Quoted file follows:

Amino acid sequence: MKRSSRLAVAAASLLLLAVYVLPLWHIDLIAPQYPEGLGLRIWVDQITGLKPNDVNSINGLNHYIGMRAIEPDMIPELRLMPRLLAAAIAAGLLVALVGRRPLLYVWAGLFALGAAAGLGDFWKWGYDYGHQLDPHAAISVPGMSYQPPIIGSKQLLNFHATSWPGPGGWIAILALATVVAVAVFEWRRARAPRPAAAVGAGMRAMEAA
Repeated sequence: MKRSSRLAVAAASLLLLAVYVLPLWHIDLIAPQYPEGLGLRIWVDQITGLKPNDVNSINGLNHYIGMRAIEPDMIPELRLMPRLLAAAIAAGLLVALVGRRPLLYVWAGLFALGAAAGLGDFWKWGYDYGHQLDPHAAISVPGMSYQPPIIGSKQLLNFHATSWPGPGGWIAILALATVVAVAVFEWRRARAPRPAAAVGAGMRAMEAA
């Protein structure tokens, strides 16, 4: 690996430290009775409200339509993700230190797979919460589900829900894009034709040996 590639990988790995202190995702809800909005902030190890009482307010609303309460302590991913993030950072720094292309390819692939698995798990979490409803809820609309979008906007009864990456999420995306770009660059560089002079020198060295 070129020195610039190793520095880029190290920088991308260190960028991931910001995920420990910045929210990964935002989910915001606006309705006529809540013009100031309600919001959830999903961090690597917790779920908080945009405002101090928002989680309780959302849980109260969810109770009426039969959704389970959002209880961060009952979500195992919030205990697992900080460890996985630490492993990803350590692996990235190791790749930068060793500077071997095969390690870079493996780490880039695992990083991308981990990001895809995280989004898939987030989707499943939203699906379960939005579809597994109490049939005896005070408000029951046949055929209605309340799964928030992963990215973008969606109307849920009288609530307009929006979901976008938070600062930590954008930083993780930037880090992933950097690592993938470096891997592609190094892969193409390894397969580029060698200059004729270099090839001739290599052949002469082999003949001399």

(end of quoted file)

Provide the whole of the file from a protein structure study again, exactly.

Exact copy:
Amino acid sequence: MKRSSRLAVAAASLLLLAVYVLPLWHIDLIAPQYPEGLGLRIWVDQITGLKPNDVNSINGLNHYIGMRAIEPDMIPELRLMPRLLAAAIAAGLLVALVGRRPLLYVWAGLFALGAAAGLGDFWKWGYDYGHQLDPHAAISVPGMSYQPPIIGSKQLLNFHATSWPGPGGWIAILALATVVAVAVFEWRRARAPRPAAAVGAGMRAMEAA
Repeated sequence: MKRSSRLAVAAASLLLLAVYVLPLWHIDLIAPQYPEGLGLRIWVDQITGLKPNDVNSINGLNHYIGMRAIEPDMIPELRLMPRLLAAAIAAGLLVALVGRRPLLYVWAGLFALGAAAGLGDFWKWGYDYGHQLDPHAAISVPGMSYQPPIIGSKQLLNFHATSWPGPGGWIAILALATVVAVAVFEWRRARAPRPAAAVGAGMRAMEAA
């Protein structure tokens, strides 16, 4: 690996430290009775409200339509993700230190797979919460589900829900894009034709040996 590639990988790995202190995702809800909005902030190890009482307010609303309460302590991913993030950072720094292309390819692939698995798990979490409803809820609309979008906007009864990456999420995306770009660059560089002079020198060295 070129020195610039190793520095880029190290920088991308260190960028991931910001995920420990910045929210990964935002989910915001606006309705006529809540013009100031309600919001959830999903961090690597917790779920908080945009405002101090928002989680309780959302849980109260969810109770009426039969959704389970959002209880961060009952979500195992919030205990697992900080460890996985630490492993990803350590692996990235190791790749930068060793500077071997095969390690870079493996780490880039695992990083991308981990990001895809995280989004898939987030989707499943939203699906379960939005579809597994109490049939005896005070408000029951046949055929209605309340799964928030992963990215973008969606109307849920009288609530307009929006979901976008938070600062930590954008930083993780930037880090992933950097690592993938470096891997592609190094892969193409390894397969580029060698200059004729270099090839001739290599052949002469082999003949001399």